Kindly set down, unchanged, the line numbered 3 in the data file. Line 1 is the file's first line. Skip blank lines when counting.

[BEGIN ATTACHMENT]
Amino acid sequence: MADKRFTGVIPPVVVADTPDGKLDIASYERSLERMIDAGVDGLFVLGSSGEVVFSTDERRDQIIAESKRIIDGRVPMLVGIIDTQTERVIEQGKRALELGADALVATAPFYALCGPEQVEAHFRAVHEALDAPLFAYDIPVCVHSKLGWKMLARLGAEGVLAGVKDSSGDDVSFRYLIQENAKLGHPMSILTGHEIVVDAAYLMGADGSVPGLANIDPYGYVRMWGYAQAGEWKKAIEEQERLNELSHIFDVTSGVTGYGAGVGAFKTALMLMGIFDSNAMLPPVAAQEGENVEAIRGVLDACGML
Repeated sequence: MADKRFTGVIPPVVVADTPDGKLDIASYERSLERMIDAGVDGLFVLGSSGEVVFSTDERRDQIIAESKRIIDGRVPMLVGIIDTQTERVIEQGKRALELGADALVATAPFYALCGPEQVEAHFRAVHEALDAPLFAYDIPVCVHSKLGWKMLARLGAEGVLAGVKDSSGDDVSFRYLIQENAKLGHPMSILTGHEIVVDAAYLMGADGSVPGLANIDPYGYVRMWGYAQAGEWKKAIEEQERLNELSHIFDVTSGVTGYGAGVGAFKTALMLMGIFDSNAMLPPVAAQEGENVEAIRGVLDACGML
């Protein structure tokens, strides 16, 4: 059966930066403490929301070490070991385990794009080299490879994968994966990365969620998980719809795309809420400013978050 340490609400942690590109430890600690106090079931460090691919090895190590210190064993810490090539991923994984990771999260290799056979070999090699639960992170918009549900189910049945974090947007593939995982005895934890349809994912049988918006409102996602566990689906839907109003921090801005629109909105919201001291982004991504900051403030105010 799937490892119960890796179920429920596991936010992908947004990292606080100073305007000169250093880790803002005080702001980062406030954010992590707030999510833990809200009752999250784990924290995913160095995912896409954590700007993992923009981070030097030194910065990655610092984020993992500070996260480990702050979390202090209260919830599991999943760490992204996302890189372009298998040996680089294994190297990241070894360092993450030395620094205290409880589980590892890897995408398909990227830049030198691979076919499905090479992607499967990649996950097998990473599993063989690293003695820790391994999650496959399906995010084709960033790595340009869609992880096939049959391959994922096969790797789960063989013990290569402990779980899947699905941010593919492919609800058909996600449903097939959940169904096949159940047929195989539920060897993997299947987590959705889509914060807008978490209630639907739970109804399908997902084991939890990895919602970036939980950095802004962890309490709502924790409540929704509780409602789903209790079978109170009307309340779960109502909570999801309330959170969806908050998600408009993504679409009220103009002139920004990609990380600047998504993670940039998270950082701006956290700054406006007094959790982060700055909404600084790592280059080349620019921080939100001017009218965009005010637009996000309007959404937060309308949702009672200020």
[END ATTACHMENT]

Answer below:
């Protein structure tokens, strides 16, 4: 059966930066403490929301070490070991385990794009080299490879994968994966990365969620998980719809795309809420400013978050 340490609400942690590109430890600690106090079931460090691919090895190590210190064993810490090539991923994984990771999260290799056979070999090699639960992170918009549900189910049945974090947007593939995982005895934890349809994912049988918006409102996602566990689906839907109003921090801005629109909105919201001291982004991504900051403030105010 799937490892119960890796179920429920596991936010992908947004990292606080100073305007000169250093880790803002005080702001980062406030954010992590707030999510833990809200009752999250784990924290995913160095995912896409954590700007993992923009981070030097030194910065990655610092984020993992500070996260480990702050979390202090209260919830599991999943760490992204996302890189372009298998040996680089294994190297990241070894360092993450030395620094205290409880589980590892890897995408398909990227830049030198691979076919499905090479992607499967990649996950097998990473599993063989690293003695820790391994999650496959399906995010084709960033790595340009869609992880096939049959391959994922096969790797789960063989013990290569402990779980899947699905941010593919492919609800058909996600449903097939959940169904096949159940047929195989539920060897993997299947987590959705889509914060807008978490209630639907739970109804399908997902084991939890990895919602970036939980950095802004962890309490709502924790409540929704509780409602789903209790079978109170009307309340779960109502909570999801309330959170969806908050998600408009993504679409009220103009002139920004990609990380600047998504993670940039998270950082701006956290700054406006007094959790982060700055909404600084790592280059080349620019921080939100001017009218965009005010637009996000309007959404937060309308949702009672200020």